The workers who are most likely to lose their jobs to robots are waiters. As their daily tasks are repetitive and not so skill-driven, the potential for automation is very high. It is estimated that 73% of the activities waiters perform can be automated.

(BBC)

 

13. The potential for job automation for shelf fillers is 72%.

Shelf fillers are just a step behind waiters when it comes to potential job loss due to automation. Jobs lost to automation statistics reveal that 72% of what they do on a daily basis could be replaced by machinery.

(BBC)

 

14. The potential for job automation for bar staff is 71%.

Automation job loss is also a threat to those working in bars. 71% of them are facing a high risk of their job being automated in the near future.

(BBC)

 

15. The potential for job automation for higher education teachers is 20%.

Those teaching at a university level should not fear automation. Robots taking over job statistics show that just 20% of their work can be performed by machines. Secondary school teachers face a similar job automation potential at 21%.

(BBC)

 

16. The potential for job automation for medical practitioners is 18%.

While medical administrative tasks could easily be automated, medical practitioners are lucky to be practicing one of the jobs least likely to be automated. Dental practitioners are in the same boat with an automation potential of 21%. 

(BBC)

 

Job Automation Statistics: Positive Sides of Automation

 

17. Childcare worker demand will increase by at least 100%.

Work positions such as child and elderly care are expected to be on the rise in the coming years, as they are difficult to automate. The number of healthcare jobs created by automation in this industry, both directly and indirectly, is expected to go up to 130 million by 2030.

(McKinsey)

 

18. AI will create 2.3 million new jobs in 2020.

AI is not only used to eliminate human labor but also to aid it. All technology taking over jobs statistics highlight this fact. While eliminating around 1.8 million jobs this year, AI is expected to create around 2.3 million new positions, improving the efficiency of millions of workers around the world.

(Gartner)

 

19. Automation will create 133 million jobs by 2022.

Job losses due to automation are expected to reach 75 million by 2022. However, job loss statistics commonly fail to mention the number of jobs that automation creates. By 2022, that number is expected to reach 133 million, which is almost double the number of jobs lost. In the next two years, automation is expected to produce a whopping 58 million new positions.

(Forbes)

 

20. 33% of positions in the US in the last 25 years never existed before.

We are privileged to live in what may just as well be the most exciting period of human development. For the past 25 years, millions of jobs have been created, and a third of them have never existed before, as jobs lost to automation statistics show. The number of jobs eliminated by technology might be huge, but you can rest assured that the number of those created is even greater. Automation is just a new step forward, not something to be afraid of.

(McKinsey)

 

21. 54% of workers will need to acquire new skills.

As the number of jobs lost to technology keeps going up, employees around the world will need to start acquiring new skills. Even though this sounds daunting at first glance, it can actually mean a huge positive change for those workers and their employers in terms of salaries, productivity, and overall life satisfaction.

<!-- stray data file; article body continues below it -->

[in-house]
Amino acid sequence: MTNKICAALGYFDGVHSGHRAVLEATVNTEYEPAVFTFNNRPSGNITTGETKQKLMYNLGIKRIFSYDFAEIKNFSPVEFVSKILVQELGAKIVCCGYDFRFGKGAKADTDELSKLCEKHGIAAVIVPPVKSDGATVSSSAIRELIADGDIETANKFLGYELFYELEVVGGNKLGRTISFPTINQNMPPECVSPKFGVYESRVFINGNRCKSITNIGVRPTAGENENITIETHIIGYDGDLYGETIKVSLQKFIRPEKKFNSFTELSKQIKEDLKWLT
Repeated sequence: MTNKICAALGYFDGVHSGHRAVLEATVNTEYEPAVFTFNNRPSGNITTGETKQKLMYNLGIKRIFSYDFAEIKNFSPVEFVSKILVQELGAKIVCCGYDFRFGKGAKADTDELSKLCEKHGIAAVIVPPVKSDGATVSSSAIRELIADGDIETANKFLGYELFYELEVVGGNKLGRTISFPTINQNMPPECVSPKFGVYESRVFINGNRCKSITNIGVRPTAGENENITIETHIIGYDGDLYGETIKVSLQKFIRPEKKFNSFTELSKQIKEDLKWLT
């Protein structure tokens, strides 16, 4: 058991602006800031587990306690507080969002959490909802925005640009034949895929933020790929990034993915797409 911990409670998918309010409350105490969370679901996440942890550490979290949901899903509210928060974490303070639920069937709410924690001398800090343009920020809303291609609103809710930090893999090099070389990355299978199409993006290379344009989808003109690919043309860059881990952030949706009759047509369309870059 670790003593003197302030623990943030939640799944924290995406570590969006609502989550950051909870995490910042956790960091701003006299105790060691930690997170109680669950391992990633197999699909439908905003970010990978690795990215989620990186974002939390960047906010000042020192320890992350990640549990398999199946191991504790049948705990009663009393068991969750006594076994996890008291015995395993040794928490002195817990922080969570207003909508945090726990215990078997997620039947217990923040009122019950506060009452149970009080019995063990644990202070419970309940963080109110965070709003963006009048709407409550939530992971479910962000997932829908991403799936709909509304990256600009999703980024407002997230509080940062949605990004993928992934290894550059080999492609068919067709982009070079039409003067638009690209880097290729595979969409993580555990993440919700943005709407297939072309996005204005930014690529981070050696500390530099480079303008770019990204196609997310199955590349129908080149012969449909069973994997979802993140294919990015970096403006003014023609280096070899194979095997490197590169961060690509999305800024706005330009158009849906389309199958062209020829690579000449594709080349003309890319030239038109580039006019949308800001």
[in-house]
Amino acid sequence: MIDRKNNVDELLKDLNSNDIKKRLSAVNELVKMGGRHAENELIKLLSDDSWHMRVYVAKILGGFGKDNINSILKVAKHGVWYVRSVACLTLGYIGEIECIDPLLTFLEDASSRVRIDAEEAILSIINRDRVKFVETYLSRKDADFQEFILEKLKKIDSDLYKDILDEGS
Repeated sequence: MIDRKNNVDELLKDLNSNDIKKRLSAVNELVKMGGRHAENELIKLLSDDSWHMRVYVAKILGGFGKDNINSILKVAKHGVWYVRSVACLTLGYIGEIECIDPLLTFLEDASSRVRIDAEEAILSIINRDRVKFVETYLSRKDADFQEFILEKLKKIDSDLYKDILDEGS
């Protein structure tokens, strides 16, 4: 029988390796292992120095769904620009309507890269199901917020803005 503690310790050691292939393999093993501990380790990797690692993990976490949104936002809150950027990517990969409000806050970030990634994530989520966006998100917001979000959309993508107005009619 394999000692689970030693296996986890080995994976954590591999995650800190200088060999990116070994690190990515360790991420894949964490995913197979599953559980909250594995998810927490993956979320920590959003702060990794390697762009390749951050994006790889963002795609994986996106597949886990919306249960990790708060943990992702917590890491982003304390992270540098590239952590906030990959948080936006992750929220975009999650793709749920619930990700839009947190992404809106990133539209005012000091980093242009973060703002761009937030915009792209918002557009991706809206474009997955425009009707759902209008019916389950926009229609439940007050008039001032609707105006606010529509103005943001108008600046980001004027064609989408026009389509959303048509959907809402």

Technology taking over job statistics suggest that 35% of these workers will need up to six months of additional skill training, 9% will require a full year, while 10% might need more than that to learn the skills necessary to successfully fulfill their new duties.

(World Economic Forum)

 

FAQs

 

What percentage of jobs have been lost to automation?

Automation has made millions of positions redundant so far. There are 2.2 million industrial robots in use today, all of which have replaced the human labor force. In the manufacturing industry alone, we’ve lost 1.7 million jobs for the past 20 years. Currently, 25% of jobs in the US are at a high risk of automation.

 

How many jobs will be lost to automation by 2030?

Even though we have an entire decade to go through by 2030, we can already predict the number of jobs lost to automation with high accuracy. In the manufacturing industry alone, up to 20 million jobs are on the line. When all global industries are taken into account, the number could reach anywhere between 75 and 375 million.

 

What percentage of careers can be affected by artificial intelligence?

Considering the 2030 predictions, with as many as 375 million jobs at stake, we can estimate that the loss of jobs due to technology could affect up to 14% of the global workforce. If the more humble figure of 75 million is taken into account, then the number of those affected by the automation of jobs by 2030 could range between 3 and 14%.

 

What jobs have been replaced by technology?

The list of jobs lost to automation so far mostly includes manufacturing workers, especially those in the automotive industry. In general, jobs that can and have been replaced by technology include positions where robots can perform at least 70% of the required operations. This, in most cases, means professions that require much skill and are quite repetitive. 

 

What jobs will be lost to automation?

Experts expect these will be jobs requiring repetitive and undemanding work that can be assigned to machines, with just a few supervisors needed for an entire factory. Automation is likely to further penetrate the healthcare, retail, and transport industries.

 

Conclusion

Living in the 21st century comes with numerous perks, most of which are related to technology. Sometimes, however, technology can be harmful. While automation can be seen as a good thing and a step forward, jobs lost to automation statistics show that there are millions of workers who wouldn’t agree. Additional education for the workers who have lost their jobs, or face losing them in the future, can take months or even years, and this is time off work that most of them can’t afford.

 

References

Oxford Economics

The Straits Time

Quartz

CNBC

Skynet Today

Independent

Brookings

BBC

McKinsey

BBC

Gartner

Forbes

McKinsey

World Economic Forum